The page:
• Homelessness Among Drug-Using Adult Male Arrestees in Anchorage, 2000-2003

      Myrstol, Brad A. (University of Alaska Anchorage Justice Center, 2009-07-01)
      Presents information on the prevalence of homelessness among Anchorage adult male arrestees based on data from the Arrestee Drug Abuse Monitoring (ADAM) program compiled from 2000 to 2003.
    • Homer Fiscal Planning Model: Background Report

      Goldsmith, Scott (Institute of Social and Economic Research, University of Alaska., 1992)
      Homer is a first-class city of about 4,000 residents, located in the Kenai Peninsula Borough. The city provides a variety of local government services including police and fire protection, roads maintenance, and parks and recreation as well as a library, but excluding schools (provided by the Borough). These services and general government expenses are financed primarily through sales and property taxes and transfers from the state. City expenditures increased rapidly through most of the 1980s, interrupted only during the recession years of 1988 and 1989. An economic boom occurring at the end of the decade has now passed, and the ability of the city to fund services is being constrained both by the local economic base·and the budget problems facing state government. The 1992 Homer budget reflects a sharp reduction from the previous year, with departments planning layoffs and service cutbacks. Aggressive fiscal planning in future years will be required to minimize the negative effects of budget shortfalls in the coming years. This document provides information to assist the community in addressing this issue.
    • Homicide in Alaska, 1986–2015

      Parker, Khristy (Alaska Justice Statistical Analysis Center, Justice Center, University of Alaska Anchorage, 2016-11-01)
      This fact sheet presents data reported on homicides in Alaska from 1986 to 2015 as reported in the Alaska Department of Public Safety publication Crime in Alaska. Over the 30-year period from 1986 to 2015, homicide rates decreased in Alaska overall, but increased in the Municipality of Anchorage. The Fact Sheet also presents data on the most commonly used weapons in homicides, victim-offender relationships, and clearance rates for homicides.
    • Homicide in Alaska: 1976-2016

      Gonzalez, Andrew (Alaska Justice Information Center, University of Alaska Anchorage, 2020-05-20)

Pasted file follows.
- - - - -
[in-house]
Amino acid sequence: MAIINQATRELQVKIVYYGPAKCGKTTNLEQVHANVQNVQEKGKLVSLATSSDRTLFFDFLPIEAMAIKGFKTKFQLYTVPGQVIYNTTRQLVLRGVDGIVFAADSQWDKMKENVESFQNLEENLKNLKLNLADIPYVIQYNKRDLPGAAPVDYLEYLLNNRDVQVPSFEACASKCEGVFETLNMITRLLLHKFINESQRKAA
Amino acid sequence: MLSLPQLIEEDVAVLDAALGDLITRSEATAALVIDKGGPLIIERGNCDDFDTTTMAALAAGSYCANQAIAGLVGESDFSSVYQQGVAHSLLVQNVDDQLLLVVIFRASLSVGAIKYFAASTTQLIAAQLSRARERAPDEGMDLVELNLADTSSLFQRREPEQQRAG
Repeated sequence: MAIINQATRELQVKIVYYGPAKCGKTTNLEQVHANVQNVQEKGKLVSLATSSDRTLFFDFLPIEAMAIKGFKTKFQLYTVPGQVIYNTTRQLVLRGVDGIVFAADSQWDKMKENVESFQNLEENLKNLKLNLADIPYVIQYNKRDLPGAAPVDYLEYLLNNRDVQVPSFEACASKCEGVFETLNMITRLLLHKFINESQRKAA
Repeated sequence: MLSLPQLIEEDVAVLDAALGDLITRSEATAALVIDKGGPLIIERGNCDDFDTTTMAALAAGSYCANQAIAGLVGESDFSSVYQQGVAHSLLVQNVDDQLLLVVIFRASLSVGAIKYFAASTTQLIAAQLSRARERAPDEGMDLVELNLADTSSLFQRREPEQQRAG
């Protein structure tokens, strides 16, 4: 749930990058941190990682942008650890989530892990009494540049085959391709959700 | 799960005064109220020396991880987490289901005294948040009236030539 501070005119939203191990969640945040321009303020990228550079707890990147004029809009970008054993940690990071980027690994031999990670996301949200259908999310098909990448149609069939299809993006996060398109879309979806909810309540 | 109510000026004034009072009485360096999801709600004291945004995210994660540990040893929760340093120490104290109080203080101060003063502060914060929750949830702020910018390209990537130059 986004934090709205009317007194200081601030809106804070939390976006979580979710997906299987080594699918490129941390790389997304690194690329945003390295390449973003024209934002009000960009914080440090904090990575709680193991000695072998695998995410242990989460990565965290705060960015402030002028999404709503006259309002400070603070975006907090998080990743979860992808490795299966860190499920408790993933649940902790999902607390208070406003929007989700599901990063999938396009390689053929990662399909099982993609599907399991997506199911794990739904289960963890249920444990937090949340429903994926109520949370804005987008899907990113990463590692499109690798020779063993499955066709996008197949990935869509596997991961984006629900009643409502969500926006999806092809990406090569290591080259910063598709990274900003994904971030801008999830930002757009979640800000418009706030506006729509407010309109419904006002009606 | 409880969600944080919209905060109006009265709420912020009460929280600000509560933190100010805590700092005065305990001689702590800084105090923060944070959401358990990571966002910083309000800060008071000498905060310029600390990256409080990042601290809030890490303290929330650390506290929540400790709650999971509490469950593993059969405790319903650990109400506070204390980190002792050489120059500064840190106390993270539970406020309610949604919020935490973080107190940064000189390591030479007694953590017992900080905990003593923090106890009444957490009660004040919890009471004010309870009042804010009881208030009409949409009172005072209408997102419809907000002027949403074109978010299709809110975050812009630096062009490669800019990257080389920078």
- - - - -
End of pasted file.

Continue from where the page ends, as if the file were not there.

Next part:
AJiC's Homicide in Alaska: 1976-2016 compiled 41 years of data from the Federal Bureau of Investigation’s Supplementary Homicide Reports (SHR). This is the first time these data on homicide in Alaska have been examined across a multi-year timespan. The report describes homicide incidents, victims and suspects. These characteristics included weapon use, relationships between victims and suspects, circumstances, demographic characteristics, and more presenting the differences among race and sex groups. Additionally, the report makes note of the magnitude and characteristics of homicides involving American Indian and Alaska Native female victims, as well as how the rate of homicide victimization differs by race and sex of the victim. In addition to the full report, three one-page fact sheets are included: 1) Homicide Victimization Fact Sheet; 2) Firearms Fact Sheet, and; 3) Relationships Fact Sheet.
    • Household Composition and Gender Differences in Parental Time Investments

      Bibler, Andrew (Institute of Social and Economic Research, University of Alaska Anchorage, 2017-04-04)
      Recent research documents a female advantage in several important long-term outcomes among children raised in single-parent households, and highlights the importance of non-cognitive skills for explaining these gaps. Understanding the source of differences in non-cognitive skills is complicated due to the presence of many interrelated and often unobservable inputs. One potential explanation for such gaps is that boys and girls receive different levels of inputs in single-parent versus two-parent households. This paper provides empirical evidence that input levels change differentially by gender across household structures and hence may facilitate gender gaps in noncognitive skills. Using data from the Panel Study of Income Dynamics and accompanying Child Development Supplement, I estimate gender differences in parental time investments, defined as the amount of time parents spend participating in activities with the child, around changes in household composition. I find that, although both boys and girls experience reductions in parental time investments following a change from a two-parent to single-mother household, boys experience a larger reduction than girls. The largest difference is found in fathers’ time investments on weekdays, for which boys lose an additional 24 minutes per day (35% of average paternal weekday investments). Moreover, there is little to no evidence that single mothers compensate for the loss by increasing time investments to boys relative to girls.
    • How Are We Doing? Monitoring Alaska's Fiscal Condition

      Goldsmith, Scott (Institute of Social and Economic Research, University of Alaska., 1994)
      Alaska’s government has been down on its luck this year, with low oil prices, a big deficit, and legal disputes over the budget. Despite all that, Alaska still has substantial assets. The state’s share of Alaska oil reserves is worth—even at low oil prices—about $16 billion. The Permanent Fund has a balance of $13 billion and earned $1 billion last year. Pages 2 and 3 of this summary examine what is happening to the state’s assets—and why preserving and building them is so important. The foldout details the risks of relying exclusively on cash reserves. Page 4 provides a simple checklist for monitoring the state’s progress toward the long-term budget strategy called the Safe Landing.